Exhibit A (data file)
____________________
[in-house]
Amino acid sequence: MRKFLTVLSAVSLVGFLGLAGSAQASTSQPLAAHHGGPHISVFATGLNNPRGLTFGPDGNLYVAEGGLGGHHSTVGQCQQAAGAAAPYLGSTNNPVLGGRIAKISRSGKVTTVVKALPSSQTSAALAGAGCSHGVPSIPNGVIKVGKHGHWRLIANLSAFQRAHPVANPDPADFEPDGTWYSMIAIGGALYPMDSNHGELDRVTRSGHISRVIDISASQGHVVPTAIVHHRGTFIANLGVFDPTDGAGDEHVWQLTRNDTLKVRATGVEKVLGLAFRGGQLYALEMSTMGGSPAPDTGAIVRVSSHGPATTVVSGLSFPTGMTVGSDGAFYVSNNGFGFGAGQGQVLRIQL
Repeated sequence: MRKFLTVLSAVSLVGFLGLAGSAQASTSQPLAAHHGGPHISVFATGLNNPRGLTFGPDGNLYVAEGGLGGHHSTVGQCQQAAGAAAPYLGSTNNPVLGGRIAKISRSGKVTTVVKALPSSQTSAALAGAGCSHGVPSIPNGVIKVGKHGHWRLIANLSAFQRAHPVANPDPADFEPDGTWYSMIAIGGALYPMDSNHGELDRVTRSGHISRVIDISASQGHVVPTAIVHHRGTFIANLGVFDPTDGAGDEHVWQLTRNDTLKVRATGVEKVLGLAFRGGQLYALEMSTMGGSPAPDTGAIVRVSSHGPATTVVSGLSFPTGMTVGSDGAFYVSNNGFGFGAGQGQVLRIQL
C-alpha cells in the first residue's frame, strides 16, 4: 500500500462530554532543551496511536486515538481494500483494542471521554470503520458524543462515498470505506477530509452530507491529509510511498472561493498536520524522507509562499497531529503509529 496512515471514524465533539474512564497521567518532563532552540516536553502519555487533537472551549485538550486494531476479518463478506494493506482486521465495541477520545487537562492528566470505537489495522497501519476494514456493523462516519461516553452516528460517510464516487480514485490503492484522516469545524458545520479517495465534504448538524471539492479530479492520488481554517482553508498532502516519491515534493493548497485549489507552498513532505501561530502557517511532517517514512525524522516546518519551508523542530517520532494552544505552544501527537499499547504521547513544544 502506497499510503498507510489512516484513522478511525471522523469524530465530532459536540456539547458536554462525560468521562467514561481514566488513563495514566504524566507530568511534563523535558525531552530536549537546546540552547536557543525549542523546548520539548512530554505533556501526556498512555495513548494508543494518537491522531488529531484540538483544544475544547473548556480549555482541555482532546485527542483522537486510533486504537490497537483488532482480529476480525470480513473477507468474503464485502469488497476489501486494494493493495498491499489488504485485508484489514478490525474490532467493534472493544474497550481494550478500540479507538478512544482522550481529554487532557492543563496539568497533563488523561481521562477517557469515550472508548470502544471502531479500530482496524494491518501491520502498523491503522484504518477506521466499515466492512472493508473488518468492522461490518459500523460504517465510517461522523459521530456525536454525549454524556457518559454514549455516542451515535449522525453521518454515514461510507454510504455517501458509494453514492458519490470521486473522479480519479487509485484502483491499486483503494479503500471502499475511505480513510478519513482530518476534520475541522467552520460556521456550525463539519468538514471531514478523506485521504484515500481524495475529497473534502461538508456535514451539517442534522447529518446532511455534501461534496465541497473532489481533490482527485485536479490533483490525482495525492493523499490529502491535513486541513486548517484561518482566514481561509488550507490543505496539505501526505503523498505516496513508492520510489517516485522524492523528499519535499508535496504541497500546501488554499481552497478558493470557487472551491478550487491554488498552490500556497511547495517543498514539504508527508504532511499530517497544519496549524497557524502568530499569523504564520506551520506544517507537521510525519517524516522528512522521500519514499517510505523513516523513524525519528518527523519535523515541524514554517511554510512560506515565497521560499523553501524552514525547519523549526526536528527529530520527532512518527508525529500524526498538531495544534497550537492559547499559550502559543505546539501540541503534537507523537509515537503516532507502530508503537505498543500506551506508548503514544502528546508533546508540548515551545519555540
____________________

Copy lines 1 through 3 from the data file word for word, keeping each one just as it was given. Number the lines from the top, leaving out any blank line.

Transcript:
[in-house]
Amino acid sequence: MRKFLTVLSAVSLVGFLGLAGSAQASTSQPLAAHHGGPHISVFATGLNNPRGLTFGPDGNLYVAEGGLGGHHSTVGQCQQAAGAAAPYLGSTNNPVLGGRIAKISRSGKVTTVVKALPSSQTSAALAGAGCSHGVPSIPNGVIKVGKHGHWRLIANLSAFQRAHPVANPDPADFEPDGTWYSMIAIGGALYPMDSNHGELDRVTRSGHISRVIDISASQGHVVPTAIVHHRGTFIANLGVFDPTDGAGDEHVWQLTRNDTLKVRATGVEKVLGLAFRGGQLYALEMSTMGGSPAPDTGAIVRVSSHGPATTVVSGLSFPTGMTVGSDGAFYVSNNGFGFGAGQGQVLRIQL
Repeated sequence: MRKFLTVLSAVSLVGFLGLAGSAQASTSQPLAAHHGGPHISVFATGLNNPRGLTFGPDGNLYVAEGGLGGHHSTVGQCQQAAGAAAPYLGSTNNPVLGGRIAKISRSGKVTTVVKALPSSQTSAALAGAGCSHGVPSIPNGVIKVGKHGHWRLIANLSAFQRAHPVANPDPADFEPDGTWYSMIAIGGALYPMDSNHGELDRVTRSGHISRVIDISASQGHVVPTAIVHHRGTFIANLGVFDPTDGAGDEHVWQLTRNDTLKVRATGVEKVLGLAFRGGQLYALEMSTMGGSPAPDTGAIVRVSSHGPATTVVSGLSFPTGMTVGSDGAFYVSNNGFGFGAGQGQVLRIQL